Monday, February 5, 2018

RESTORING FAITH




WHEN DARK CHILDHOOD EVENTS

ECHO IN ADULTHOOD


© Copyright 2018 by Neall Calvert


"Awakening of Colour"    (c) 2018 by Neall Calvert

[See www.flickr.com/photos/neallcalvert/albums/72157632002364751]


[ * There are 20 pieces of writing on the mystical path
 in this blog: essays, articles and poems. 
The "blog archive" or Table of Contents is located
below the tall, narrow image at left. 
Click on a white triangle to open it. * ]


AN UNEXPECTED DARK EXPERIENCE occurred in late January of 2018. I was out walking, at night, on a sidewalk, with a flashlight. I heard a vehicle approaching from the rear and, as usual, I immediately turned the light’s beam to shine behind me. Despite this, the truck went by me at speed—with its passenger-side mirror flying by just a foot from my left shoulder!

Shockingly, the truck had mounted the sidewalk (round-style, ‘mountable curbs’ are omnipresent in Campbell River) before buzzing me, then bumping back down off the sidewalk and speeding away down the quiet suburban street. The vehicle was an ominous-looking, dark-coloured, tinted-windowed, jacked-up, powerful, full-size pickup.

Hey!” I shrieked and then I awkwardly chased after it, trying to catch up at the stop sign and get its licence number. I didn’t succeed.

A few days later I shared this unnerving experience with a professional counsellor and was told: “It’s good not to take such things personally; it was probably just a random event . . .” Still, I continued to feel badly, and slowly I realized why: For the first time in the five years since moving out of a big city and choosing Campbell River as my home town, I had to admit that forces of darkness or evil existed here. (Of course they would: they exist everywhere, I would reflect as I wrote this.)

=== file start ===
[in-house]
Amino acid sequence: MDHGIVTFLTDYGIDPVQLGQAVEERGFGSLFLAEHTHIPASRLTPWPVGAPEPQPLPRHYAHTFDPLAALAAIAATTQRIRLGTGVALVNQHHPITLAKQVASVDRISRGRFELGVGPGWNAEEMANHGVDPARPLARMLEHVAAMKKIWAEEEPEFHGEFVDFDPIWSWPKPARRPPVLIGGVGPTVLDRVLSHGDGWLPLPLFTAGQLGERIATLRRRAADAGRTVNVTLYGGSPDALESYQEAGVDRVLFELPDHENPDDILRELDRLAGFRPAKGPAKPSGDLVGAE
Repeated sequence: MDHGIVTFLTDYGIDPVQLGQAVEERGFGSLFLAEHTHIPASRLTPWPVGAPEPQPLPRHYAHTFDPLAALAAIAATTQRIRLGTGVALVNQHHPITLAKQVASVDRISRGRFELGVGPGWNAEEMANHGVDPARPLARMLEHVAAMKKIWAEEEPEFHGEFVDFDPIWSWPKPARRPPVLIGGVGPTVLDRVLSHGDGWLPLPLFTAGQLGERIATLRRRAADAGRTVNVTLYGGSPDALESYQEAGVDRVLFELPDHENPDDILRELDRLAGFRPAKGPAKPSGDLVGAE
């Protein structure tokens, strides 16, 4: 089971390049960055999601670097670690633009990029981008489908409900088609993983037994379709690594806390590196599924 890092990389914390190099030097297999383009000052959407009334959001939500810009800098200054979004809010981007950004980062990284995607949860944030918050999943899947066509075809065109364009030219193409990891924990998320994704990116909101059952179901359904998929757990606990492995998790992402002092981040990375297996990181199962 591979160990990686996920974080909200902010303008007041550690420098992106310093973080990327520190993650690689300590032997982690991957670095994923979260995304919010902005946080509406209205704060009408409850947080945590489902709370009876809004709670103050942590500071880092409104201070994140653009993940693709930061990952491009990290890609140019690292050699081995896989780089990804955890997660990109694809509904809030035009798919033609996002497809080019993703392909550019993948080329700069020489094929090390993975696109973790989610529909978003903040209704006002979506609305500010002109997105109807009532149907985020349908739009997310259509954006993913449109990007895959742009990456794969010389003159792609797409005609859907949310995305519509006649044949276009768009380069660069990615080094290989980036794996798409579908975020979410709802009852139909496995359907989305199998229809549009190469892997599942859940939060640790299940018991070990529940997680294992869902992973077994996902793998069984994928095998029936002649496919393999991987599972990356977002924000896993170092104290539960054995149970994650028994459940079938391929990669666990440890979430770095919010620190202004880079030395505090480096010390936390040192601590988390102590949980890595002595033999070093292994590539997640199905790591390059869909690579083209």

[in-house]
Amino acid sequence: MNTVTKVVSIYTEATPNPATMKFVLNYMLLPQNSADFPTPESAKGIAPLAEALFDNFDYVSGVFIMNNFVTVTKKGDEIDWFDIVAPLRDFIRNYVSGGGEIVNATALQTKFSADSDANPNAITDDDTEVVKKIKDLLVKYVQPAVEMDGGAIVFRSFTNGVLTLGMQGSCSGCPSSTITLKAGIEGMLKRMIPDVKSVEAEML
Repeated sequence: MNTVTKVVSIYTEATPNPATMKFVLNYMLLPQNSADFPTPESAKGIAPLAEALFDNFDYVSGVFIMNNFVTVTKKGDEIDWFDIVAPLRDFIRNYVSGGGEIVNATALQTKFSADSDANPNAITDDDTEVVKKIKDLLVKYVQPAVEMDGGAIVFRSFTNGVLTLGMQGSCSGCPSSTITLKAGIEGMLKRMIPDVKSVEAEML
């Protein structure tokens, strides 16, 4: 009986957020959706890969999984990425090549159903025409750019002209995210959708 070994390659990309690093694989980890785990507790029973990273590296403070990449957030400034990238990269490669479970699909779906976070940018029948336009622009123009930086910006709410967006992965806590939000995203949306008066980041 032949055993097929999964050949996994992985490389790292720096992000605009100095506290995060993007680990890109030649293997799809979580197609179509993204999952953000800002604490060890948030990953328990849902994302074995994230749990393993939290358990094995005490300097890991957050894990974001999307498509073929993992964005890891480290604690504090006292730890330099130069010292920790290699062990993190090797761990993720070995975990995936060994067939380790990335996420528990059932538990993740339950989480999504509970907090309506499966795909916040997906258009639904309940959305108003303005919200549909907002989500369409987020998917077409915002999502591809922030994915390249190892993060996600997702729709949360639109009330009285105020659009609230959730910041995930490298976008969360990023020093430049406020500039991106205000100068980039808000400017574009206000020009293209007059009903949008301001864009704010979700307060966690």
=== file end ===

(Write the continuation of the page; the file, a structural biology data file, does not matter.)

Seven days later, riding my night-equipped trail bike back from town in the dark, after a long uphill climb I paused to rest by grasping a stop-sign post with my right hand. A big pickup drove by, slowed, then pulled over to the side and began backing up towards me. I was still a bit nervous about large pickups—I had been uneasy all week. What’s going on here? I puzzled as I resumed pedalling.

The driver, who would be seeing my super-bright LED headlamp approaching, stopped reversing, and then a mature male emerged from the cab. As I slowly rolled nearer, the man addressed me. “I saw you stopped,” he said. “I just wanted to make sure you were okay . . .” I kept moving, but turned my head and shouted back at him that I was fine.

As I negotiated the last three blocks to home I saw the man backing his truck into his yard, and with great relief I realized what the week’s happenings had been about: The first event’s darkness had caused me to lose my faith in humanity (as my dark childhood had done) . . . and the second one’s neighbourly compassion had caused that faith to be restored. . . . Clearly and forcefully, I’ve been reminded how it is I want to live.

I change computer windows to catch the score in an NHL hockey game, and Vancouver Canucks coach Travis Green is speaking: “I think there’s things to be learned from every situation, whether it’s a good situation or a tough situation.”

A week after that, the shock must have finally worn off, because I realized that the right thing to do was to report the ‘dark truck incident’ to the police. I walked the two blocks from my home to the station and, speaking via an intercom built into a thick glass pane, recounted my tale. The female staffer wasn’t going to take down a statement at first—perhaps she considered such things commonplace. I insisted, however, because I don’t want such incidents to ever be treated as ordinary.

As I insisted, at that very moment an unusual power arose in me; it seemed to come right up from the soles of my feet and then out through my mouth. It was the power to stand up and report to the proper authorities that something malevolent had occurred in this city (as something similar had occurred in childhood which I then did not have the power to stand up to).

One could conclude the following: The whole two-week incident was a ‘vehicle’ for me to understand two things: the importance of recovering what I had lost in childhood (faith in humanity) and the necessity, in adulthood, of engaging one’s personal power when it seems important to do so. | ~ |



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